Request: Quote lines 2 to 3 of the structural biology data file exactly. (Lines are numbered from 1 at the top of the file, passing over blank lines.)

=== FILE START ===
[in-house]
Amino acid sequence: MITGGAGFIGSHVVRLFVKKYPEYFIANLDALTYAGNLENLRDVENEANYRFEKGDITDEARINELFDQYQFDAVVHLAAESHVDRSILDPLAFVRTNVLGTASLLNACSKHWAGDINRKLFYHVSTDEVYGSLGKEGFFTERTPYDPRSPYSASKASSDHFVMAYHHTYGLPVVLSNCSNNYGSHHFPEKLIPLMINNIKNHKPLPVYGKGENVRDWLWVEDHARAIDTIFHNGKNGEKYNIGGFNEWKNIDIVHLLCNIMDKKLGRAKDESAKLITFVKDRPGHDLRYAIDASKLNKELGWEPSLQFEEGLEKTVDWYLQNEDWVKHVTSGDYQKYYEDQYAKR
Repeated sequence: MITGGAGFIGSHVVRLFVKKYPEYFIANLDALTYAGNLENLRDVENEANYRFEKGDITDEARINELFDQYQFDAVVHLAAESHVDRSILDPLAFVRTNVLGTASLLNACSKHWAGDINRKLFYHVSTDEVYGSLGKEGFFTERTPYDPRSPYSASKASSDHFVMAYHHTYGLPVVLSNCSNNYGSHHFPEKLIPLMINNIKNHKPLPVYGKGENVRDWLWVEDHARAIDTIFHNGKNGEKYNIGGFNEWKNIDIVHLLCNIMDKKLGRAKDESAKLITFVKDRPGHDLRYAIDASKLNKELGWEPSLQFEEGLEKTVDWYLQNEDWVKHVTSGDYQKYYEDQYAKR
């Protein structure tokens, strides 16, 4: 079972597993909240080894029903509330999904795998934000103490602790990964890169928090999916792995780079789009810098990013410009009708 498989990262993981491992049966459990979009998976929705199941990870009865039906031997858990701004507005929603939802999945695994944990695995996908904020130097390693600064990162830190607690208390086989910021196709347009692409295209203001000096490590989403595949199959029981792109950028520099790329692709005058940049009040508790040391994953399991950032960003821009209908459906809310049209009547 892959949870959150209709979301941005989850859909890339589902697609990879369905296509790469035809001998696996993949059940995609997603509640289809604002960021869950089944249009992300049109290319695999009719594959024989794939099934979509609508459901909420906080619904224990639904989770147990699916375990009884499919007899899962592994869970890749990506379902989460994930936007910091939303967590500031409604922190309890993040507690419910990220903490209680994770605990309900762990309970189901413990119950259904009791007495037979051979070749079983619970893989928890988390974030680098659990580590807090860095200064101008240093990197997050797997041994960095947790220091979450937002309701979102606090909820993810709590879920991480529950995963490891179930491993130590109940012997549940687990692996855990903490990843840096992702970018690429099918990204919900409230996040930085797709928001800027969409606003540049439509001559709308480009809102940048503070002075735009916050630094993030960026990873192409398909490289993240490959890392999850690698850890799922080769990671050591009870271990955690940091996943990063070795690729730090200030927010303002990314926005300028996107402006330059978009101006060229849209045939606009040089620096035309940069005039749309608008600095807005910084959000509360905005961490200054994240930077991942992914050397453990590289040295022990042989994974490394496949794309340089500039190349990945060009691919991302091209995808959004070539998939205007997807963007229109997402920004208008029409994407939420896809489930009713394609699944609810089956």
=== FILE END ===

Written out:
Amino acid sequence: MITGGAGFIGSHVVRLFVKKYPEYFIANLDALTYAGNLENLRDVENEANYRFEKGDITDEARINELFDQYQFDAVVHLAAESHVDRSILDPLAFVRTNVLGTASLLNACSKHWAGDINRKLFYHVSTDEVYGSLGKEGFFTERTPYDPRSPYSASKASSDHFVMAYHHTYGLPVVLSNCSNNYGSHHFPEKLIPLMINNIKNHKPLPVYGKGENVRDWLWVEDHARAIDTIFHNGKNGEKYNIGGFNEWKNIDIVHLLCNIMDKKLGRAKDESAKLITFVKDRPGHDLRYAIDASKLNKELGWEPSLQFEEGLEKTVDWYLQNEDWVKHVTSGDYQKYYEDQYAKR
Repeated sequence: MITGGAGFIGSHVVRLFVKKYPEYFIANLDALTYAGNLENLRDVENEANYRFEKGDITDEARINELFDQYQFDAVVHLAAESHVDRSILDPLAFVRTNVLGTASLLNACSKHWAGDINRKLFYHVSTDEVYGSLGKEGFFTERTPYDPRSPYSASKASSDHFVMAYHHTYGLPVVLSNCSNNYGSHHFPEKLIPLMINNIKNHKPLPVYGKGENVRDWLWVEDHARAIDTIFHNGKNGEKYNIGGFNEWKNIDIVHLLCNIMDKKLGRAKDESAKLITFVKDRPGHDLRYAIDASKLNKELGWEPSLQFEEGLEKTVDWYLQNEDWVKHVTSGDYQKYYEDQYAKR